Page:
The forestry market has grown steadily in the past 20 years, with values expected to be up by more than 25% in the past year, a leading expert claims.
James Adamson, head of UK forestry investment at Savills, said the market had enjoyed a sustained period of very positive prices, with average growth in values of 12% since 2012.
“In 2019 average values rose by 20% and in 2020 I think we will see a raise in average values in excess of 25%,” said Mr Adamson at a virtual Savills briefing.
“And good forestry properties have probably increased by 50% in value since the start of last year.”
He said average values were around £600 per acre in 2000, rising to £2,020 per acre in 2010 and up to £6,900 per acre in 2020.
“The environment has jumped to the top of the agenda and this has fed through to the value of land for planting,” added Mr Adamson.
“In 2019 various countries declared climate emergencies and that has driven a new interest in the sector.”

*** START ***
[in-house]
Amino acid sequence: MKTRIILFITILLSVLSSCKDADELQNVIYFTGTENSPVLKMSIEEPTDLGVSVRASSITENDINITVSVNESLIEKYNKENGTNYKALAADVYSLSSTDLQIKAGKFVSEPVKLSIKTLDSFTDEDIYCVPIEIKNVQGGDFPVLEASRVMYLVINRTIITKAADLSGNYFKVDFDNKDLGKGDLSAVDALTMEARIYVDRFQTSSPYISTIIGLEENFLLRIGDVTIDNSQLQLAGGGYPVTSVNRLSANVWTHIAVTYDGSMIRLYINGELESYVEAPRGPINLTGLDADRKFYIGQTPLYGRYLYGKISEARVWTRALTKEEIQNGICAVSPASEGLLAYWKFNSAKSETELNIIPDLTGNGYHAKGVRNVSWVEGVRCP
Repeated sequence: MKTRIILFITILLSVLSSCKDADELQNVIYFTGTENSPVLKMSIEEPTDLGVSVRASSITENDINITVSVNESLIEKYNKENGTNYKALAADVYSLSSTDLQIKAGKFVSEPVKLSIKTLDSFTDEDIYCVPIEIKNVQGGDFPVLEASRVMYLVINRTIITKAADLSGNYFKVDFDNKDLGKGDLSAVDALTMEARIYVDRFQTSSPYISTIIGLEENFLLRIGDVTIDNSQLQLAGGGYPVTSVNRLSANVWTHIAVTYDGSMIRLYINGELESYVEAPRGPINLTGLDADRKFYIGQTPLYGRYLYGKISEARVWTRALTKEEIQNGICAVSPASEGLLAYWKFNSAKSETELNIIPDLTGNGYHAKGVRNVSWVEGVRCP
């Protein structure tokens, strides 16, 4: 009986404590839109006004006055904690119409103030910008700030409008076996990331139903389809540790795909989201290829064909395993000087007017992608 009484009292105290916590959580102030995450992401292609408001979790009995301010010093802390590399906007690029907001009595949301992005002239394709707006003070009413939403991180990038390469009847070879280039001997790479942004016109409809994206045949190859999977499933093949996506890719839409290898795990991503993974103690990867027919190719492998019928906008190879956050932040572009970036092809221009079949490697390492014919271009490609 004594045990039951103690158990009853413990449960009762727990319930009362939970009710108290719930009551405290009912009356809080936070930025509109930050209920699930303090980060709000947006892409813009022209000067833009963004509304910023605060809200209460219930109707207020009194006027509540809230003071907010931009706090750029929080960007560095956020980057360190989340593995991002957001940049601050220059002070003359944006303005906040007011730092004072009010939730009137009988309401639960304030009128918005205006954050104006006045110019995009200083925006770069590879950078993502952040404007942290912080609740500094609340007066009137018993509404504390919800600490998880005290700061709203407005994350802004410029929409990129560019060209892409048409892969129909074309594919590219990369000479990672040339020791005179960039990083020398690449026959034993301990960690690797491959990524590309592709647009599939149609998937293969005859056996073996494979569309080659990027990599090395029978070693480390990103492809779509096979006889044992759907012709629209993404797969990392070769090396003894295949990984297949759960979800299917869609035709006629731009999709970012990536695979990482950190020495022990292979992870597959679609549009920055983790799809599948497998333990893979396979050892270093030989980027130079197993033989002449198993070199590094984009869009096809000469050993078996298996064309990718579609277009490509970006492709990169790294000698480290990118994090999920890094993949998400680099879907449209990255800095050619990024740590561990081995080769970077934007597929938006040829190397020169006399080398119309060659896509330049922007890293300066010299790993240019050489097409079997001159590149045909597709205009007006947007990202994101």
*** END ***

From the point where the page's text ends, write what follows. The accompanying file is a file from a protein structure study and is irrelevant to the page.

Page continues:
He said values for planting land were largely driven by the suitability of the land for growing trees .
Some land is too productive to take out of food production, for example, while other land is too high above sea level to grow trees.
However, Mr Adamson said the climate change emergency and using woodland for carbon offsetting had broadened the types of land suitable for planting.
“This allows us to look at pieces of land that were hitherto unattractive to planting (for commercial forestry),” Mr Adamson added.
On future market prospects, he said: “I think at some point things will flatten off, but I don’t see prices tumbling down any time soon.
“We need more trees but we just have to make sure that we plant them in the right place.
“Trees will pretty much grow anywhere in the UK up to 500m above sea level, but it does not mean it’s always appropriate.”
Meanwhile, Woodland Trust Scotland has launched a petition urging the Scottish Government to ensure at least 50% of all new tree plantings use native trees.
The charity’s public affairs manager, Arina Russell, said: “Currently around 40% of new planting in Scotland is with native trees.
“We would like to see this increased to at least 50% because native trees are more effective at capturing carbon when planted at scale and over a long period.”